Rarely have people been subjected to such a tsunami of indignities coming from Parliament as various MPs come a cropper to their own peccadilloes and misdeeds.
The soap opera of Parliament took another twist on Wednesday with the sacking of Iain Lees-Galloway for an extra-marital affair with a staff member.
It will certainly result in a few nervous Nellies around Parliament.
Prime Minister Jacinda Ardern's decision to sack Lees-Galloway could well be taken as setting a new threshold: That a consensual affair is a sackable offence.
Ardern was clearly well aware that could be a low threshold, and went to some lengths to try to justify the sacking as not being about a simple "moral judgment".
She argued it was not the mere fact of the affair itself, but the circumstances around it.
In particular, Ardern considered that it conflicted with Lees-Galloway's role as Workplace Relations minister - the minister charged with measures to protect staff at work.
There was the issue of the power imbalance between a minister and a public servant.
It was clearly also very bad judgment by Lees-Galloway.
Although there is no sign the relationship was non-consensual, it was against the backdrop of a drive at Parliament to tidy up after concerns about bullying and sexual harassment.
In the future, political leaders now face having to justify how any MPs' indiscretions are different to those of Lees-Galloway.
It also raises fears it will spark open season on MPs' personal lives as politicians head into an election campaign.
The past three years have been more dramatic than most in that regard. The Jami Lee Ross debacle sparked it, a seemingly never-ending maul of allegations and affairs.
Where will it end? As National Party MP Mark Mitchell said, it is no wonder the public would be disgusted with what they saw at Parliament - and it would taint them all.
There has long been a general rule around publicly revealing politicians' affairs. The first rule is, of course, proof.
The second rule is public interest.
That second rule tends to be met if the politician in question is either portraying themselves to the public as a "family" person, or standing on a platform of moral probity.
In short, if they are hypocrites.
Lees-Galloway's plight did not meet the first test until his confession to the Prime Minister, and does not meet the second test.
Ardern was criticised for not intervening quickly or firmly enough over allegations of inappropriate behaviour at both a Young Labour summer camp, and against a Labour staffer working in Parliament.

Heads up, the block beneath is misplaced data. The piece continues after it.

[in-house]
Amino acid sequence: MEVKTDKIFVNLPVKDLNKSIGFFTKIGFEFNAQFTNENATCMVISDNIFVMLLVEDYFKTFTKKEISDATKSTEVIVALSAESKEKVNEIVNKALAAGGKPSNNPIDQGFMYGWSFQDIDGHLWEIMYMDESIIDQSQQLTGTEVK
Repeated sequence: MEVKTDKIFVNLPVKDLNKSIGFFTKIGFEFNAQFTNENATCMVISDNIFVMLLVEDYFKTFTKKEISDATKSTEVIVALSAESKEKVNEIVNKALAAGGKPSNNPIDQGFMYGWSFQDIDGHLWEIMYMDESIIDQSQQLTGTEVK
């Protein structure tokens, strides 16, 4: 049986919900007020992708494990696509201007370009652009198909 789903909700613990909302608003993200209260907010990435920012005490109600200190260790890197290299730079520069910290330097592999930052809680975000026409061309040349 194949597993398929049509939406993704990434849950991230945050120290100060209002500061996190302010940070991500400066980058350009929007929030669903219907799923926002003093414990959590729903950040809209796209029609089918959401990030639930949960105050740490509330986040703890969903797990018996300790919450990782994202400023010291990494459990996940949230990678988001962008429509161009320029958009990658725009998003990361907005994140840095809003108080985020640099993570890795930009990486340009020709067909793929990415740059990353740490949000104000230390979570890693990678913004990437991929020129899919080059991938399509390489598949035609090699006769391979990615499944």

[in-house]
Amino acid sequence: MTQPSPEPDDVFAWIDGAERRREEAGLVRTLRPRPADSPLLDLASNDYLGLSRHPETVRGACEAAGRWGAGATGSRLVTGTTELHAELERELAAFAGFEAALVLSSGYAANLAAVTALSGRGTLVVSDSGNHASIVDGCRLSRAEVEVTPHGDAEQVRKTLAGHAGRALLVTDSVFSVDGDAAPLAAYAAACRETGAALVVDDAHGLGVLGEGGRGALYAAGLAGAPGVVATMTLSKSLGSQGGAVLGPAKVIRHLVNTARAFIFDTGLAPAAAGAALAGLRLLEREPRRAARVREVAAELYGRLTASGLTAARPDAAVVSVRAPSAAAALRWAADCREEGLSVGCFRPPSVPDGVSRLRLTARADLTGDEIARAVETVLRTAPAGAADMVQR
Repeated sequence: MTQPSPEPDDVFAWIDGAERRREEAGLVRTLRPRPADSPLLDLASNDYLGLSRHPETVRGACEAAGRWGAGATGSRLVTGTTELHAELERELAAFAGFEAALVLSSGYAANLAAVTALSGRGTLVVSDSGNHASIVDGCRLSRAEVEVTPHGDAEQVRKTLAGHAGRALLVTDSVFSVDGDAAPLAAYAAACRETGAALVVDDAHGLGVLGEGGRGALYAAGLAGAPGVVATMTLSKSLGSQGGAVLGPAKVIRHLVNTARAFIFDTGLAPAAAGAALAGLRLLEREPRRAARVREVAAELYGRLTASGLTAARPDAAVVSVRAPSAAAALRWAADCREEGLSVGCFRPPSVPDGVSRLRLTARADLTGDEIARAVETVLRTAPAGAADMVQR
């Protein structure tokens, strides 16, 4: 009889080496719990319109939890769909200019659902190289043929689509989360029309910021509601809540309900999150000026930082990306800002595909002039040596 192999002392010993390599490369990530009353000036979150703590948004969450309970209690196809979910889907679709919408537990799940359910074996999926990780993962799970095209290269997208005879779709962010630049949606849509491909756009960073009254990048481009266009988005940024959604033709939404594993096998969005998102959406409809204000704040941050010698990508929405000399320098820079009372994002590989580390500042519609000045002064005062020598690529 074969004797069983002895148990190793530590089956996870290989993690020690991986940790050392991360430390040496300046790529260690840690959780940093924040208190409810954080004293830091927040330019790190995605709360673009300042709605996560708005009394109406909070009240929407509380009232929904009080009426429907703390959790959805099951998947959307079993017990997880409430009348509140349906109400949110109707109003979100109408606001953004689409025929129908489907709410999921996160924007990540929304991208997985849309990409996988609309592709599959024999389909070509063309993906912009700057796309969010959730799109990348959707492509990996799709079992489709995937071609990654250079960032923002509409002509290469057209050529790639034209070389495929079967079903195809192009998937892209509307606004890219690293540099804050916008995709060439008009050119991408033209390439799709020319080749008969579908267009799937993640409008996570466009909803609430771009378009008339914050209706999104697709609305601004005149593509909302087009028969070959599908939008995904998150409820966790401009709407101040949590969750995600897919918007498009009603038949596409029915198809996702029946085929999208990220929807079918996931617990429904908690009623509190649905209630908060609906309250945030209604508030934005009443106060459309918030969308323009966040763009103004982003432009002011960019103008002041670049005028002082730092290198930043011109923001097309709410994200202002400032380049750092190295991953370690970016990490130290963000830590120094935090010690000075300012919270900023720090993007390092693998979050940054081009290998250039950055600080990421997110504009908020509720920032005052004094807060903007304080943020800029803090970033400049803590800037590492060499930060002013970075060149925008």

It raises the question as to whether Ardern over-compensated by moving quickly – and very firmly – against Lees-Galloway.
In some ways Ardern was also forced into a corner by the circumstances on the other side of politics: The National Party.
National's Judith Collins had just deservedly sacked Andrew Falloon for sending inappropriate images to women.
Collins is the third National Party leader to say she wants to focus on the economic crisis that lies ahead but has instead found herself talking about her own MPs' behaviour lapses.
The ramifications of all of this are greater for National than Labour. For National, the sacking of Falloon will have a compounding effect.
It was simply the latest in series of young male MPs being sanctioned for bad behaviour: Jami-Lee Ross, Hamish Walker for leaking Covid-19 patient details, and Falloon.
Combined with instability from the leadership ructions, it is harder and harder for National to dismiss these as isolated incidents.
For Labour, the high degree of trust in Ardern means most voters will dismiss the Lees-Galloway incident as isolated.
Ardern has built up a reservoir of trust that means voters give her the benefit of the doubt, much as they had with Sir John Key before her. It makes it a lot easier to ride through "scandals".
Collins is yet to earn that trust: It builds over time. She had done a good job of dealing with Falloon.
But despite telling her caucus she did not want them peddling in the private or family lives of other MPs, it was Collins who first made it public that she had received allegations about a Labour minister.
Collins told media on Wednesday that she had forwarded an issue about "fairly inappropriate behaviour" to the Prime Minister on Tuesday.
There seems no reason Collins would have gone public other than to seed a "plague on both their houses" perception to detract attention from her own woes.
When Ardern passed the Falloon complaint over to Collins, Ardern gave Collins the benefit of time to deal with it and did not speak publicly about it.
Collins – like Ardern – did the right thing in passing the information she had on to Ardern's office.
But Collins did not do the right thing by publicly revealing she had done that, rather than waiting for Ardern to make her own decisions and act.
The challenge for all leaders is to clean up their own house – not to point at the neighbour's and say it was just as filthy.
At the moment, all the voters see of Parliament is a pigsty.